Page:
Compost bin? Wormery? who knows?

IMG_4254I’m not sure what to call this beast any more. It doesn’t seem to obey any of the rules that  I thought we’ve been following for years, but goes on it its own sweet way consuming everything we put into it.  It’s supposed to be a compost heap, and at the beginning that’s how we treated it. A compost heap is an exercise in managing cycles – loading, turning and eventually extracting the finished compost, and that’s how ours has always worked in the past.  But this one seems to be different.  We began it back in the summer when we relocated it from some neighbouring unused ground.  We didn’t really pay too much attention to it apart from makng sure that it was kept moist through the dry summer. We compost all of our suitable household waste  (probably 5Kg a week) – peelings, eggshells, cardboard, tea leaves (not bags) plus anything that comes off the allotment. It’s not huge, it’s 1m diameter by about 1.5m tall which is just over 1 cubic metre – about the maximum size we can manage.  Any bigger and it’s difficult to remove the wire frame to get to the compost.  It couldn’t be simpler to make, you just make two cirular cages with sheep wire, one about 25 cm larger than the other and line the gap with heavy cardboard.  The boxes bicycles are delivered in are easy to scavenge in town. Then you fill the wire and cardboard tube with whatever comes along.

In the summer we started to feed the heap with urine diluted 10:1 with water and it heated up considerably, not to the 60C claimed by some systems but above 40C which, at 10C above ambient even in the hottest weather, showed that something microbial was happening. While this was happening I noticed that very large numbers of brandling worms were moving to the top, presumably to avoid the heat. We’d never added any worms to the heap, they just seemed to find their own way there. As autumn came on they moved down again and I expected that the heap would slow down and not do much until the spring.  I was mindful of the fact that it was now very full and would need turning as soon as I could build a second container. But whatever process is going on seems not to have diminished at all, and each time we top the heap up, within days it’s reduced once again, and I’m beginning to wonder whether the primary process is driven now by worms.  So has it turned from being a compost heap to a wormery?  I’m really concerned about disturbing it while it’s working so efficiently so I think I’m going to leave it alone over the winter, maybe wrap it up a bit with some insulation and see what happens. I’ll just build a second compost heap alongside it.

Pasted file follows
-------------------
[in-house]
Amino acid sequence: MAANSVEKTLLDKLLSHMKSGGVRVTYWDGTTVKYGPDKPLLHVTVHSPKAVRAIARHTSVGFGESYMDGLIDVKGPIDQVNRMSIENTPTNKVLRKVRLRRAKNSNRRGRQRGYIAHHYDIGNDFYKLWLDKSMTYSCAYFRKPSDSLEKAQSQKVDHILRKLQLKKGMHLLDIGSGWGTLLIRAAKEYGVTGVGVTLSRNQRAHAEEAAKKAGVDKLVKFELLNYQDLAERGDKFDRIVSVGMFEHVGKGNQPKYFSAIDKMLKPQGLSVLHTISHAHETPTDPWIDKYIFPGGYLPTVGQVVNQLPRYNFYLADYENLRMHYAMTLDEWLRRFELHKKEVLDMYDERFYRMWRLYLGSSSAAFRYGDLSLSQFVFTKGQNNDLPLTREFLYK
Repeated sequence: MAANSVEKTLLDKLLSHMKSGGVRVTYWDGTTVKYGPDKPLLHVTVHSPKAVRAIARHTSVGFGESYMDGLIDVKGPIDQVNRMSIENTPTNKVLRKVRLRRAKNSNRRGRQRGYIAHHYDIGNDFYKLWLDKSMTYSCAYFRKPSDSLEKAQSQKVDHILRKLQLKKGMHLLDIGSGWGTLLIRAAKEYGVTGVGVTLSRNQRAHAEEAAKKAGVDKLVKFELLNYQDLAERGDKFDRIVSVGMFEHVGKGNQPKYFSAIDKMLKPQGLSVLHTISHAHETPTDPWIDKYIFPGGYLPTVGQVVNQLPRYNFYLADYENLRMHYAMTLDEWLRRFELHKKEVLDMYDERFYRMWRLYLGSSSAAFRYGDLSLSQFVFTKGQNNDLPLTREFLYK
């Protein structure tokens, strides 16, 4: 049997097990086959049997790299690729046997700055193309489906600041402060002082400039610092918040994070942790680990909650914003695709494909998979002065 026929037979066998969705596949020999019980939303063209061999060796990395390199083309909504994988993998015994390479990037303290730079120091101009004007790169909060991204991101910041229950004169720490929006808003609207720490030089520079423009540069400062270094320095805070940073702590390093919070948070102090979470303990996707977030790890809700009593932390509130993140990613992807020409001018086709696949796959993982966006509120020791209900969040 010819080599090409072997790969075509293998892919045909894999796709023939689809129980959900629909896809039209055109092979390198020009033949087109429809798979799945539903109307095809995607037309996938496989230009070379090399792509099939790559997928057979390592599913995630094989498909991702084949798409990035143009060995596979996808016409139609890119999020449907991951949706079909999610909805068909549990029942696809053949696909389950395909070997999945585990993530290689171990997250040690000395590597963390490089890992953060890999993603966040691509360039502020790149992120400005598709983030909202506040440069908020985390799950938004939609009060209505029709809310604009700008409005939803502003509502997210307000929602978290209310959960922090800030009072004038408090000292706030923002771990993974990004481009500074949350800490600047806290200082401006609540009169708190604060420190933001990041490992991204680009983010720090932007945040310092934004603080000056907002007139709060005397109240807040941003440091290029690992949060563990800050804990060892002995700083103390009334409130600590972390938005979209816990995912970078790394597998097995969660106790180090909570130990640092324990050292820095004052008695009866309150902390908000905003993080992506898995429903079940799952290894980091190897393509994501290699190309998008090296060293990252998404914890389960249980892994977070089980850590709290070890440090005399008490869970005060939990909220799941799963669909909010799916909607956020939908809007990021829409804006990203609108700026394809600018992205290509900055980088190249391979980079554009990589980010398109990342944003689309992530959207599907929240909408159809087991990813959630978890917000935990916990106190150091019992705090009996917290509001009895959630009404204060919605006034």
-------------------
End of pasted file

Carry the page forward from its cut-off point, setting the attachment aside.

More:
If it has turned itself into a wormery, then extracting the compost is going to be a bit more difficult because the cages don’t permit the easy removal of material from the bottom, and so I might just build a proper worm bin with a means of extraction and then try to move the original contents, complete with worms, across to it.  I don’t know exactly what the weight would be but 1 cubic metre could be 500-600Kg depending on the moisture content.  I’d always thought that I’d need to buy worms to start the process, but as always nature needs very little help in doing what it always does. I guess I’ve created an ideal environment for brandling worms to breed in and they’ve just done their thing. I’m delighted, hopeful, grateful and I feel properly put in my place once again.


The timber has arrived for the new batch of raised beds and so the next couple of weeks are going to be devoted to civil engineering. There are a lot of outstanding jobs to be done, not least plumbing together the four water butts because the mains water supply has now been turned off and we need to get all 1000 litres of rainwater gathered over the winter. I also now need to get a wormery constructed and finally I want to do some experiments with a moveable hot-bed next season. Our second LED propagator light has now arrived so soon it will be time to sow chillies ready for an early start. Yesterday we removed all the window boxes to the greenhouse to protect the geraniums from the frost, and we’ve replaced them with another six boxes planted with spring bulbs.  For a while it looked very bare through the windows, but there’s something hopeful about seeing the green spears poking through the soil. It all sounds easy but everything has to be lugged up and down three flights of stairs and across the sloping allotment site and my knees are complaining.